Towards a blood test to detect breast cancer

Since 2020, Professor Rüegg and his team have been working on a project to establish a blood test to detect breast cancer, as an alternative to mammography. In an initial clinical study involving around a hundred women (GENOA 1), they were able to demonstrate the molecular changes (biomarkers) present in the blood of women with cancer, compared with women without cancer. Analyses have identified the best combination of biomarkers to use to successfully screen for breast cancer.

The results obtained to date demonstrate a detection efficiency far superior to that of mammography. Data analysis for the detection of metastatic relapse is currently underway. Based on these results, a second study has been launched (GENOA 2), with three aims. Firstly, to validate the combination of biomarkers on an independent group of patients using a technology used in medical analysis laboratories. Secondly, to analyse the specificity of this combination in relation to other cancers and thirdly, to determine whether inflammatory conditions could hamper our test. The study is continuing in collaboration with our clinical partners in Fribourg (HFR), Lausanne (CHUV, Centre d'Imagerie du Flon, CCAC) and Neuchâtel (RHNe). As with the first study, the samples will be analysed by researchers from the University of Fribourg and their collaborators. The first results are expected at the end of 2024. Positive results would pave the way for the development of a real screening test in kit form, for use in medical analysis laboratories.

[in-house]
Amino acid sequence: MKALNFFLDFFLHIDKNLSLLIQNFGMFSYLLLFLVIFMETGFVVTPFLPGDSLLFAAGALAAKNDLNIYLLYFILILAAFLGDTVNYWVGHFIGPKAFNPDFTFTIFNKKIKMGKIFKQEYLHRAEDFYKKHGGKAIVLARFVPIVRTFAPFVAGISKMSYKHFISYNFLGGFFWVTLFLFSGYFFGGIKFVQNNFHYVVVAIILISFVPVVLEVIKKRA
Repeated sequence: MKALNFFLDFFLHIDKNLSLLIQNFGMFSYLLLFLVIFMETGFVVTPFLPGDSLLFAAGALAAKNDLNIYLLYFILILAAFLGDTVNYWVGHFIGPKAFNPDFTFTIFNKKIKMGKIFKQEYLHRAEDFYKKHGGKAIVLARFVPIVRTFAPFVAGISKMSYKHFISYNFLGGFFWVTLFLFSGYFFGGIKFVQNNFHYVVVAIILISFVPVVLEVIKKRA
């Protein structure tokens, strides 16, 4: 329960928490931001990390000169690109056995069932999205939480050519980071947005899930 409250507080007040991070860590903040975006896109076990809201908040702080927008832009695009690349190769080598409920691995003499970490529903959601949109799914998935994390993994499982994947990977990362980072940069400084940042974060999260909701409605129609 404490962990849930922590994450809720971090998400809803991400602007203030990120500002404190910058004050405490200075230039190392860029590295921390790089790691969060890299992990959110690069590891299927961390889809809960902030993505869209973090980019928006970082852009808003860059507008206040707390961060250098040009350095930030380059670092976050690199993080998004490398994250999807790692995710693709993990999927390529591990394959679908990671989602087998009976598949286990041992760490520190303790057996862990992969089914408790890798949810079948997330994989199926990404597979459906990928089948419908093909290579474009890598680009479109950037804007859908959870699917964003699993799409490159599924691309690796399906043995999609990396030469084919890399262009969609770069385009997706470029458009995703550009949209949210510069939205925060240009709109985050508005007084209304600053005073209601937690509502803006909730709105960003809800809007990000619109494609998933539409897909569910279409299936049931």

The availability of a blood test could completely change the way women are screened for breast cancer. The test could be applied to younger women, more frequently, at lower cost, and with greater efficacy than mammography.


This second study is supported by a generous foundation that wishes to remain anonymous. Our sincere thanks to this foundation.